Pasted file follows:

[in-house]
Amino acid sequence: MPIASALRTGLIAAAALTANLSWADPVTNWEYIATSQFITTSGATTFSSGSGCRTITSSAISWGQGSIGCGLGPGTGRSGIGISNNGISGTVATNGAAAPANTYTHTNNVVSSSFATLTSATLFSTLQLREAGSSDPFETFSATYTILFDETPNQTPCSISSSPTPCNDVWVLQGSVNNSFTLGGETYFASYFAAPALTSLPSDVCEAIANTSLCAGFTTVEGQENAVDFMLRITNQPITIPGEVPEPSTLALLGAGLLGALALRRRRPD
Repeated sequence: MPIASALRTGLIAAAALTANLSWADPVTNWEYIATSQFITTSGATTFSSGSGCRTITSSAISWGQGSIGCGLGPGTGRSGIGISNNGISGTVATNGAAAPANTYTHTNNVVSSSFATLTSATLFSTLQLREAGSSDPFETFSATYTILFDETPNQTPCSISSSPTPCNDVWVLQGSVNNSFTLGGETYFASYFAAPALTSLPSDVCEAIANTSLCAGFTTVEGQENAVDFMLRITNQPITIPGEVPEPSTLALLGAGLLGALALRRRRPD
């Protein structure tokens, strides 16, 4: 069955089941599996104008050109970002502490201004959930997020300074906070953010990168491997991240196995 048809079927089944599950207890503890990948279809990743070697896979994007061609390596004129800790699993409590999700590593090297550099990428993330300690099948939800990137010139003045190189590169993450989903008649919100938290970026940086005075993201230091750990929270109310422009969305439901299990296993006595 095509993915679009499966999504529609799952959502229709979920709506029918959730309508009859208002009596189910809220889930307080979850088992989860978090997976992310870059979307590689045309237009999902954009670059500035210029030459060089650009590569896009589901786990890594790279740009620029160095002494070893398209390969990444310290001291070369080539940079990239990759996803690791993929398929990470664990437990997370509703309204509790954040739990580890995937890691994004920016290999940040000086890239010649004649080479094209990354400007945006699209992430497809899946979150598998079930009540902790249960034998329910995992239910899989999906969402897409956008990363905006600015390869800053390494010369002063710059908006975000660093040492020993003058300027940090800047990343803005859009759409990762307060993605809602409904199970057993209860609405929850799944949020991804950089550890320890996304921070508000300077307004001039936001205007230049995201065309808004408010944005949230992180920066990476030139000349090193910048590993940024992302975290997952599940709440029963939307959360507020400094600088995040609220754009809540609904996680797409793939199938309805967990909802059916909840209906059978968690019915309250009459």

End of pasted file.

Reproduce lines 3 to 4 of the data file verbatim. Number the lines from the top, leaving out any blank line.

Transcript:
Repeated sequence: MPIASALRTGLIAAAALTANLSWADPVTNWEYIATSQFITTSGATTFSSGSGCRTITSSAISWGQGSIGCGLGPGTGRSGIGISNNGISGTVATNGAAAPANTYTHTNNVVSSSFATLTSATLFSTLQLREAGSSDPFETFSATYTILFDETPNQTPCSISSSPTPCNDVWVLQGSVNNSFTLGGETYFASYFAAPALTSLPSDVCEAIANTSLCAGFTTVEGQENAVDFMLRITNQPITIPGEVPEPSTLALLGAGLLGALALRRRRPD
């Protein structure tokens, strides 16, 4: 069955089941599996104008050109970002502490201004959930997020300074906070953010990168491997991240196995 048809079927089944599950207890503890990948279809990743070697896979994007061609390596004129800790699993409590999700590593090297550099990428993330300690099948939800990137010139003045190189590169993450989903008649919100938290970026940086005075993201230091750990929270109310422009969305439901299990296993006595 095509993915679009499966999504529609799952959502229709979920709506029918959730309508009859208002009596189910809220889930307080979850088992989860978090997976992310870059979307590689045309237009999902954009670059500035210029030459060089650009590569896009589901786990890594790279740009620029160095002494070893398209390969990444310290001291070369080539940079990239990759996803690791993929398929990470664990437990997370509703309204509790954040739990580890995937890691994004920016290999940040000086890239010649004649080479094209990354400007945006699209992430497809899946979150598998079930009540902790249960034998329910995992239910899989999906969402897409956008990363905006600015390869800053390494010369002063710059908006975000660093040492020993003058300027940090800047990343803005859009759409990762307060993605809602409904199970057993209860609405929850799944949020991804950089550890320890996304921070508000300077307004001039936001205007230049995201065309808004408010944005949230992180920066990476030139000349090193910048590993940024992302975290997952599940709440029963939307959360507020400094600088995040609220754009809540609904996680797409793939199938309805967990909802059916909840209906059978968690019915309250009459």